« PreviousContinue »
Constructing the machinery of peace.
In its efforts toward world cooperation for peace, the United States Goveroment has turned toward the United Nations, which came into existence 3 years ago as a combination of peoples resisting aggression. Formed after many of its member nations had been overrun by the Axis, and the United States had been attacked at Pearl Harbor, the United Nations coalition was designed to stop the enemy and defeat him. But in carrying out the vast world operations necessary to military victory, various types of organized United Nations cooperative activities came into being. Thus the United Nations provide right now the nucleusperhaps the fundamental framework--of a post-war world organization striving to make certain that war does not come again. Already this war coalition has begun to work in various ways toward a partnership for permanent peace. For example, at Dumbarton Oaks, important proposals were agreed upon by the principal United Nations with respect to specific mechanisms for the maintenance of world peace, subject to final approval by the participating nations. The job for radio.
A. Explain to the American people the official view of its Government on the need for cooperative action among nations in order to establish a lasting peace after victory. The following are the informational steps in the argument for cooperation toward peace:
1. All Americans share the profound hope that victory in the present ya will result in permanent peace. Each of us knows that our future happiness and the preservation of the things we value in our daily lives depend on the prevention of new wars after this one.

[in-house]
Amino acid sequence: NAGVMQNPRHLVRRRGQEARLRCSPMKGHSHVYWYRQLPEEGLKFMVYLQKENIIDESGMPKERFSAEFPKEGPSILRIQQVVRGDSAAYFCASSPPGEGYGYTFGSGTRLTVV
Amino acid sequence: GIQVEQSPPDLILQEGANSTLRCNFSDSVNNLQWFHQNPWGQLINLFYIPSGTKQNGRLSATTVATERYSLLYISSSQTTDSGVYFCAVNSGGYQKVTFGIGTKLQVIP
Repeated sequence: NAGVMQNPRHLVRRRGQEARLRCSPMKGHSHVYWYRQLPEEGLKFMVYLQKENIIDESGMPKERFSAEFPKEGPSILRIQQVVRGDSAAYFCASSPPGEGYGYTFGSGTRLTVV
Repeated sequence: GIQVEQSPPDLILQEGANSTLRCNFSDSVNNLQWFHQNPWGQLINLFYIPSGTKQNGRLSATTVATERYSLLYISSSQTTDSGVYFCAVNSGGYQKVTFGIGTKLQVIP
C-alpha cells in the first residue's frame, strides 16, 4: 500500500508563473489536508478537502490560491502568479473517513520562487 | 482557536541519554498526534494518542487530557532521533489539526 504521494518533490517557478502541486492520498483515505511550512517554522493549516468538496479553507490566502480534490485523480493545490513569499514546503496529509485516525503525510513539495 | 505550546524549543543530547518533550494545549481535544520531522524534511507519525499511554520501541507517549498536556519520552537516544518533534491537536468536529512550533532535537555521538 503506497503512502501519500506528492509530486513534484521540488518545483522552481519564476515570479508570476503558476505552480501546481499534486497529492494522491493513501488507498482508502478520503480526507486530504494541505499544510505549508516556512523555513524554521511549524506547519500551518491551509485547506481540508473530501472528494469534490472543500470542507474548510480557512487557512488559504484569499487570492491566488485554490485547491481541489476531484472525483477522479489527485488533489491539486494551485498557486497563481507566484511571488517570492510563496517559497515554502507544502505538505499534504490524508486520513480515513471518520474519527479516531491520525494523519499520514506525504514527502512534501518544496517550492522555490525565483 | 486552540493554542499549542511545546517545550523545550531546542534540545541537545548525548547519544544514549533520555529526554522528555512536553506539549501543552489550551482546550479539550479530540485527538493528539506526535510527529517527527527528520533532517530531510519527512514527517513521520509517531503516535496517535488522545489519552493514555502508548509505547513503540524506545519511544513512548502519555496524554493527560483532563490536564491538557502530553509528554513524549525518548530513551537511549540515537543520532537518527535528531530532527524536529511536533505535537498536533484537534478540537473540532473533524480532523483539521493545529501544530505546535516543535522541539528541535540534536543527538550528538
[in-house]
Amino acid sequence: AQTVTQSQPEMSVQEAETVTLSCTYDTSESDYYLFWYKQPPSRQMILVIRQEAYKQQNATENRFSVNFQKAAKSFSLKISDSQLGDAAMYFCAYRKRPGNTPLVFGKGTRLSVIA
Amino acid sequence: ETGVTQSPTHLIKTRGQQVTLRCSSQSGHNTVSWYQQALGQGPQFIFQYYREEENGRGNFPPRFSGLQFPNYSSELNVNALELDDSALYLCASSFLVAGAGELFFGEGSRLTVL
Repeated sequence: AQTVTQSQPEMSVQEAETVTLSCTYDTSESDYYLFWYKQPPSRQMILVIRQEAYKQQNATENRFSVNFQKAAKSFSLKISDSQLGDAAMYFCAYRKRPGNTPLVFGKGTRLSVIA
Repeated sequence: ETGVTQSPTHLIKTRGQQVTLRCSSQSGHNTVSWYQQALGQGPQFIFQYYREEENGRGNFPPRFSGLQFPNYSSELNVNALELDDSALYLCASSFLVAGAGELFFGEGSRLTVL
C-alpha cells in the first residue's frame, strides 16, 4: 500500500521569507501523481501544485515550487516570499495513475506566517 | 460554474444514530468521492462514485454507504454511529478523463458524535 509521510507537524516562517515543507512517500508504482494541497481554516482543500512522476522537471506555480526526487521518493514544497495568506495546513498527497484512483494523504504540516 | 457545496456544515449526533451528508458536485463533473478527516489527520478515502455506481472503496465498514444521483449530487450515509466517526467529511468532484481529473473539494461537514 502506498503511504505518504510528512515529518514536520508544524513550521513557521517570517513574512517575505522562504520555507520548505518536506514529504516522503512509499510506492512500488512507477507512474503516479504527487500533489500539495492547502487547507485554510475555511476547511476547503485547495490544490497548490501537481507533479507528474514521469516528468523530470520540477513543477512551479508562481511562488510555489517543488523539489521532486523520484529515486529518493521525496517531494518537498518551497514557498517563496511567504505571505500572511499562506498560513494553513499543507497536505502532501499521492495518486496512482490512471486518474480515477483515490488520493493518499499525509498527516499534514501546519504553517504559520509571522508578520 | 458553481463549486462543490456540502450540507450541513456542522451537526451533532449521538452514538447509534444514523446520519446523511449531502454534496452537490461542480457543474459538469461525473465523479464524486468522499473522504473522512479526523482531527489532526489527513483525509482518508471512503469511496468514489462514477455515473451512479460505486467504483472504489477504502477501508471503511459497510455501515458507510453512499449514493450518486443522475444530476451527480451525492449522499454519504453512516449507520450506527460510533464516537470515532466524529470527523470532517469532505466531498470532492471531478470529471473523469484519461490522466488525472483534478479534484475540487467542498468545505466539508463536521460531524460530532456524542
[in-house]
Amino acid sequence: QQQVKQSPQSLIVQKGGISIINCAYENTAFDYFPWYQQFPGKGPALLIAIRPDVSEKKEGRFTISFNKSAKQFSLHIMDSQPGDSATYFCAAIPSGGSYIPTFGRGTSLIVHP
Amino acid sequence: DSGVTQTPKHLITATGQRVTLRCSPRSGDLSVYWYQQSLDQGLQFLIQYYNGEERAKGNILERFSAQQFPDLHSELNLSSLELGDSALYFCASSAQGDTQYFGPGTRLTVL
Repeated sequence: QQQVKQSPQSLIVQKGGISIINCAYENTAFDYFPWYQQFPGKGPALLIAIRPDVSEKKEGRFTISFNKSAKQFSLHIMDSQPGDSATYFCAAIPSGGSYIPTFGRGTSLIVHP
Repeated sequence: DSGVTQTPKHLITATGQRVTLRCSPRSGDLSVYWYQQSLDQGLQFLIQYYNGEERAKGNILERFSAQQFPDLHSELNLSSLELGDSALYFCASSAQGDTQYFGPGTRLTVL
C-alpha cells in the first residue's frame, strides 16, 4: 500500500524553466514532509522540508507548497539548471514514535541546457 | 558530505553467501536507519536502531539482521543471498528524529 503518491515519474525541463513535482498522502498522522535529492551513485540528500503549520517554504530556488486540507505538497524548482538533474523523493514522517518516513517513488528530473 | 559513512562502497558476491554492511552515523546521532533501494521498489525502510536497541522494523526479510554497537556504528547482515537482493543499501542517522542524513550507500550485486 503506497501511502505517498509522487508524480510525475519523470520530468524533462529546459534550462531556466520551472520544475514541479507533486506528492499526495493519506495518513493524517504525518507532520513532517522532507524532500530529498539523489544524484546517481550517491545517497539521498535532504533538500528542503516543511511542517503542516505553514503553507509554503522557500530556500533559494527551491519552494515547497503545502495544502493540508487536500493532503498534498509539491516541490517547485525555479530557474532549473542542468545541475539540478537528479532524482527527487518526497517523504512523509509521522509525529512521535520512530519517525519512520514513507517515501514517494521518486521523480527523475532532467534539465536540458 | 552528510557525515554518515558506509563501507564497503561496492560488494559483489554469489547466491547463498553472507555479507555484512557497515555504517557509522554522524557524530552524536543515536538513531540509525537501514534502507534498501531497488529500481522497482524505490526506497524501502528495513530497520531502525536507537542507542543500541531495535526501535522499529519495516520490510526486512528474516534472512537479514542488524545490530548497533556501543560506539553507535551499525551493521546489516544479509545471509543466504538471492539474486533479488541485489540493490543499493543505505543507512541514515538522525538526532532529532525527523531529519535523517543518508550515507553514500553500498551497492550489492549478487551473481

2. But no single nation can realize this hope of peace for itself alone, no matter how great its desire or how formidable its armament. Modern war tend to spread and become world wars. The United States can be sure ni peace only if the world is at peace.
3. World peace requires world cooperation. The action of the t'nited States alone-or that of any other nation cannot insure the maintenance of peace in the world. To guard the world against war, world organization and cooperation are necessary to solve beforehand the problems that migh: cause wars.
4. But the problems of peace are only in part the respnosibility of statesmen and diplomats. They are, first of all, the responsibility of every peace loving citizen within the world community. As President Roosevelt said in his recent message to Congress: “The firm foundation can be built-and it will be built. But the continuance and assurance of a living peace must, in
the long run, be the work of the people themselves." B. Point out that the United Nations are a group of nations bound to a common war purpose by the United Nations declaration and that we are working with this group and with associated like-minded nations in the interest of future peace-as in the interest of victory in the present war.
1. The United Nations have been, first and foremost, a war team team that has won great success in resisting aggressors and turning the war in our favor.
2. In our fight for victory we have learned to work together and develop machinery for successful cooperation.
3. Today the United Nations, while still a war coalition, have already begun to work as a partnership for the establishment of permanent peace.
SUGGESTED THEME “Let each of us recognize that world peace is of immediate vital concern te every living human being, because the issue means literally life or death for our selves and for our children. Let each of us resolve to make world cooperation for peace our own personal business-study the proposals for attaining it, discurs it, will it, make it succeed."
Program: Valiant Lady.
John. The war situation has certainly been progressing swiftly.
Joan. History's being written every day-John, don't have to be a great thinker, do 1?- I don't have to be patting myself on the back when I say that above all the confusion in this world, I know what we're fighting for.
JOHN (quietly, gently). What do you mean, Joan?
Joan. All of us in America are agreed, aren't we, that we don't want any more wars?